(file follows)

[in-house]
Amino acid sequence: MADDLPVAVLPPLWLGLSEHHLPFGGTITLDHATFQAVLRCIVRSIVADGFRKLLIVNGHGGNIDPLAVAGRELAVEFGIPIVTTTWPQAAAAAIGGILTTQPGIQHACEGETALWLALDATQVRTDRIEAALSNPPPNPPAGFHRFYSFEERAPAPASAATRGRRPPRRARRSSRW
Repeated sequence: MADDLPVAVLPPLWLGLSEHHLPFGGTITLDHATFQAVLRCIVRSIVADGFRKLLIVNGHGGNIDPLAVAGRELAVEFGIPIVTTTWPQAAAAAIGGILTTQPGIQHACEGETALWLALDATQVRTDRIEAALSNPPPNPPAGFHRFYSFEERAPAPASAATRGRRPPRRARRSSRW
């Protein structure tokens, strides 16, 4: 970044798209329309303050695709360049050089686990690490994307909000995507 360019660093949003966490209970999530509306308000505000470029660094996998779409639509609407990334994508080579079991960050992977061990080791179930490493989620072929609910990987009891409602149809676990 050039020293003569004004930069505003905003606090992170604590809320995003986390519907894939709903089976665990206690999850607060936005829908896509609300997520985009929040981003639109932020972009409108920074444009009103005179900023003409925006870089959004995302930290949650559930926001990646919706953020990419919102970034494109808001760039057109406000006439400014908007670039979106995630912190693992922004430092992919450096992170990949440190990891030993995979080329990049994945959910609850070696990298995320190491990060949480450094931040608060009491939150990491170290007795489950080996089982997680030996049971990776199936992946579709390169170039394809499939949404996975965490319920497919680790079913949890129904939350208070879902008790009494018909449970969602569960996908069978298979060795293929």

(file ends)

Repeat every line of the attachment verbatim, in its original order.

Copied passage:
[in-house]
Amino acid sequence: MADDLPVAVLPPLWLGLSEHHLPFGGTITLDHATFQAVLRCIVRSIVADGFRKLLIVNGHGGNIDPLAVAGRELAVEFGIPIVTTTWPQAAAAAIGGILTTQPGIQHACEGETALWLALDATQVRTDRIEAALSNPPPNPPAGFHRFYSFEERAPAPASAATRGRRPPRRARRSSRW
Repeated sequence: MADDLPVAVLPPLWLGLSEHHLPFGGTITLDHATFQAVLRCIVRSIVADGFRKLLIVNGHGGNIDPLAVAGRELAVEFGIPIVTTTWPQAAAAAIGGILTTQPGIQHACEGETALWLALDATQVRTDRIEAALSNPPPNPPAGFHRFYSFEERAPAPASAATRGRRPPRRARRSSRW
């Protein structure tokens, strides 16, 4: 970044798209329309303050695709360049050089686990690490994307909000995507 360019660093949003966490209970999530509306308000505000470029660094996998779409639509609407990334994508080579079991960050992977061990080791179930490493989620072929609910990987009891409602149809676990 050039020293003569004004930069505003905003606090992170604590809320995003986390519907894939709903089976665990206690999850607060936005829908896509609300997520985009929040981003639109932020972009409108920074444009009103005179900023003409925006870089959004995302930290949650559930926001990646919706953020990419919102970034494109808001760039057109406000006439400014908007670039979106995630912190693992922004430092992919450096992170990949440190990891030993995979080329990049994945959910609850070696990298995320190491990060949480450094931040608060009491939150990491170290007795489950080996089982997680030996049971990776199936992946579709390169170039394809499939949404996975965490319920497919680790079913949890129904939350208070879902008790009494018909449970969602569960996908069978298979060795293929």